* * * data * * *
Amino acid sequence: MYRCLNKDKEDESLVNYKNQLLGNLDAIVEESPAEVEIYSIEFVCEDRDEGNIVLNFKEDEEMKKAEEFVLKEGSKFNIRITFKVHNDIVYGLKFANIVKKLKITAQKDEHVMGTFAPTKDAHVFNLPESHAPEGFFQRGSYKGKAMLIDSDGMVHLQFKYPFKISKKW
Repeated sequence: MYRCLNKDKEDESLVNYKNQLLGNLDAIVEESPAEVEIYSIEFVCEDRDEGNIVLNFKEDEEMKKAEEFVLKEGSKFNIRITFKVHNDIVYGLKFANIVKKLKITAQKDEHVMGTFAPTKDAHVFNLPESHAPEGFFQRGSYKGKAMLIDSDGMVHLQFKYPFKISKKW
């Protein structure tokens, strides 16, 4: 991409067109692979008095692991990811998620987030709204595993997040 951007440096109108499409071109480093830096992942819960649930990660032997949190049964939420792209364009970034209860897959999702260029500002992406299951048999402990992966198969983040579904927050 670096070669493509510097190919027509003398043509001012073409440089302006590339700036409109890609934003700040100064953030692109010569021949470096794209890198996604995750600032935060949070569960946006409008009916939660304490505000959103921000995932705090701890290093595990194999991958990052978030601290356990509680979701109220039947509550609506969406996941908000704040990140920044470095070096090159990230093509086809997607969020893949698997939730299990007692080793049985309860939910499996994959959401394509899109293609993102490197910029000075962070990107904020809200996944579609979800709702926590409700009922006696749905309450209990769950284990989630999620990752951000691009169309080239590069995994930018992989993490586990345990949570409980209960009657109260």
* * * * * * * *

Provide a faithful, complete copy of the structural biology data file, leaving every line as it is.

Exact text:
Amino acid sequence: MYRCLNKDKEDESLVNYKNQLLGNLDAIVEESPAEVEIYSIEFVCEDRDEGNIVLNFKEDEEMKKAEEFVLKEGSKFNIRITFKVHNDIVYGLKFANIVKKLKITAQKDEHVMGTFAPTKDAHVFNLPESHAPEGFFQRGSYKGKAMLIDSDGMVHLQFKYPFKISKKW
Repeated sequence: MYRCLNKDKEDESLVNYKNQLLGNLDAIVEESPAEVEIYSIEFVCEDRDEGNIVLNFKEDEEMKKAEEFVLKEGSKFNIRITFKVHNDIVYGLKFANIVKKLKITAQKDEHVMGTFAPTKDAHVFNLPESHAPEGFFQRGSYKGKAMLIDSDGMVHLQFKYPFKISKKW
């Protein structure tokens, strides 16, 4: 991409067109692979008095692991990811998620987030709204595993997040 951007440096109108499409071109480093830096992942819960649930990660032997949190049964939420792209364009970034209860897959999702260029500002992406299951048999402990992966198969983040579904927050 670096070669493509510097190919027509003398043509001012073409440089302006590339700036409109890609934003700040100064953030692109010569021949470096794209890198996604995750600032935060949070569960946006409008009916939660304490505000959103921000995932705090701890290093595990194999991958990052978030601290356990509680979701109220039947509550609506969406996941908000704040990140920044470095070096090159990230093509086809997607969020893949698997939730299990007692080793049985309860939910499996994959959401394509899109293609993102490197910029000075962070990107904020809200996944579609979800709702926590409700009922006696749905309450209990769950284990989630999620990752951000691009169309080239590069995994930018992989993490586990345990949570409980209960009657109260």